Thursday 13th July. After yesterday’s exploring we thought we would be a bit exhausted today but we did not seem too bad so we decided to walk to Sewerby Hall. It is a Georgian country house a couple of miles outside of Bridlington overlooking the sea. Apparently in 1934 the house and grounds were purchased by Bridlington Council and has been a public amenity ever since. It was opened to the public by Amy Johnson the Aviator. The weather was a bit warmer today so when we arrived at the Hall we made for the coffee shop to be restored before we started to explore the house.  I am not sure there is anything exceptional about the interior of the house except it illustrates how such houses worked. One of the AV displays goes through the various jobs and the people that did them. One interesting thing that it shows was that many of the people working there were not locals. In part of the house there are several rooms devoted to the exploits of Amy Johnson, the first female to fly from the UK to Australia. During the war she would deliver planes from the factories to the airfields. It was on one of these deliveries that her plane went way off course and she bailed out into the Thames Estuary. Her parachute was spotted by a naval vessel who attempted to rescue her but even this turned to further tragedy when one of the sailors lost his life in the attempt. Her body was never found which prompted many rumours and theories as to why and how she lost her life.

In the grounds is a walled garden which is worth a look. It’s mainly flowers set out in formal beds. Beyond is a rose garden which I felt was a bit disappointing. I would have been in there with my secateurs dead heading the flowers that had gone over. Time was getting on and when we paid for the house entrance we also purchased tickets for the land train that takes you into Bridlington. As we only wanted to go one way I think we paid over the odds as we didn’t need the return tickets! Anyway it was a nice trip along the cliffs and into the town, so no complaints from that point of view. Having had another wander around the town near to the sea front and treating ourselves to the obligatory ice cream we made our way back to the bus station and back to the site. This is our last full day at Bridlington which we have enjoyed but with a lot left to explore further should we get this way again. 

Poolsbrook Country Park

Friday 14th July. We slept in a bit, too much walking the previous day!!! Not that it made much difference as we were ready to go by about 10.30am. It was virtually a reverse journey of the one from Clumber Park as we were heading for  the CMC site called Poolsbrook at Staveley. The site is in the Poolsbrook Country Park which was formed from land that has been reclaimed from a former Colliery site. The site is all but full, which I suppose should be expected at this time of year. What I find strange is that this site is £23 a night whereas Bridlington was £32 a night. I am sure that some sites are more popular than others but is £9 a night extra justified?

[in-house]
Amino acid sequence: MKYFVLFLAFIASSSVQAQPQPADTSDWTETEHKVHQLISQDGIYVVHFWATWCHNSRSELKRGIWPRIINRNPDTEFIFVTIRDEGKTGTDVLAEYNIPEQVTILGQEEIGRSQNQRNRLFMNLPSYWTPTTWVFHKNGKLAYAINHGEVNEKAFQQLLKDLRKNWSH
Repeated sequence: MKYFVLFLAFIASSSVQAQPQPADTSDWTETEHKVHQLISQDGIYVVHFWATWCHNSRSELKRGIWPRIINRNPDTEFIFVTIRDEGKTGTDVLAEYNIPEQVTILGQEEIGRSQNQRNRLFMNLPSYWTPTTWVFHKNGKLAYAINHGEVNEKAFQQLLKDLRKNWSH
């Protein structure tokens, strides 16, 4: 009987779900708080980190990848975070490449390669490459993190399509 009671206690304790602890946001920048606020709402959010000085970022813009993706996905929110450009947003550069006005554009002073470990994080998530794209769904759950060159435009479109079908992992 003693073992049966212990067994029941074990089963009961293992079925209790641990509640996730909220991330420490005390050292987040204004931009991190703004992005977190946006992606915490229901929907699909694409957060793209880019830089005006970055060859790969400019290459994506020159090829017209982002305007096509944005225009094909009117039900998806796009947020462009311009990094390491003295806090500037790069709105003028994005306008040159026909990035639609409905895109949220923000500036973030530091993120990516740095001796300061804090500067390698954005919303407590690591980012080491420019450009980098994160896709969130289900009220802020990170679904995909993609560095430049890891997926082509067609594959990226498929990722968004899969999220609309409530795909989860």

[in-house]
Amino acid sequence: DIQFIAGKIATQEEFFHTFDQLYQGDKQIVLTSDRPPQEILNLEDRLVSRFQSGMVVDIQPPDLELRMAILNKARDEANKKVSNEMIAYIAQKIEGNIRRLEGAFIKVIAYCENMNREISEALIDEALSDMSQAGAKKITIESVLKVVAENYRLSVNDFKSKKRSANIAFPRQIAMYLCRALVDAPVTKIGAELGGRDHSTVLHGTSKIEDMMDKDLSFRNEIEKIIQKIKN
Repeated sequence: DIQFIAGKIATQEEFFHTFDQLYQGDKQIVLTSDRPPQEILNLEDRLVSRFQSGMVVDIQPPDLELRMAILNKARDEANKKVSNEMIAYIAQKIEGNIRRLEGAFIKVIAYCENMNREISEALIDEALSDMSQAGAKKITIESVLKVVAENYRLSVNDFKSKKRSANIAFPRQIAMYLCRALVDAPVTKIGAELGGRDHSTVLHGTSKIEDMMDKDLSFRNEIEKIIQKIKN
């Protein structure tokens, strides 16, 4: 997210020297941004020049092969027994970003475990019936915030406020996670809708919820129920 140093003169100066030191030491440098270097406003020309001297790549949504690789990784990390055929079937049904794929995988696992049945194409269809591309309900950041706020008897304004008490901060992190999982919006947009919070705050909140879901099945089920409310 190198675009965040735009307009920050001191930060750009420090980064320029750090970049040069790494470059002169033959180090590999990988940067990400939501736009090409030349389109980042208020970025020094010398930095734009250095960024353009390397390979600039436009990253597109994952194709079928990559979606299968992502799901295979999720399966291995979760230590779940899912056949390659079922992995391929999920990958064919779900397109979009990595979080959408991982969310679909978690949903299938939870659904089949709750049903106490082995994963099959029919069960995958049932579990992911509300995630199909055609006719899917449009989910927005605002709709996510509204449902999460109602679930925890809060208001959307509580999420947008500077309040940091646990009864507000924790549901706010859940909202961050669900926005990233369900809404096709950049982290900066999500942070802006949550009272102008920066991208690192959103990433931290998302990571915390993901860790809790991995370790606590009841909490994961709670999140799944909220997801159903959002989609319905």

Saturday 15th July. We had rain overnight and most of the day has been grey with intermittent drops of rain. We decided to take the bus into Staveley which is the nearest town to the site. Rather ironically the last site we stayed at Bridlington, in a major tourist area, has an hourly service but a former mining town has several buses an hour with little evidence there are more customers!!! We had no expectations of Staveley but there are some interesting reminders of better times with some lovely stone built houses. The centre now seems to be dominated by a large Morrisons.

One thing I wanted to have a look at was a stretch of the Chesterfield Canal that is in the process of being restored. I knew it was accessible from near the carpark and a local gentleman pointed us in the right direction. The length of the canal between Staveley and Chesterfield is cut off from the rest of the canal that eventually joins the River Trent at West Stockwith.  So there is a gap between Staveley and Kiveton Park which has yet to be restored. In Staveley they have had to re-route the canal as some of the original bed has been built on. It seems that the local restoration group and the local councils are fully cooperating in the restoration and the joining together of the whole canal.

Having had our excursion along the canal as far as the new Town Basin we returned to Morrisons for refreshments and a bit of shopping. As we arrived at the bus stop the bus we needed was departing, which seems to be the story of our life recently!! Buses came and went but not the ones we wanted. We got into conversation with a local lady also waiting for a bus. She explained which buses went where and we discussed many other things as well until our bus arrived. You don’t get that when you travel by car! Our bus eventually came and it was the same lady driver as the inward bus, she even remembered us. You can’t say the folks round here are not friendly.

Sunday 16th July. Bit of a lazy day today as we wanted to watch the Silverstone Grand Prix. The weather here has been nice today but it looked a bit dull at the racetrack and after the race it rained there. Some may have been hoping that the rain had come a bit earlier!!! After the race I wandered down to the Country Park to take some photographs in the sunshine. The Park was certainly busier than the previous day.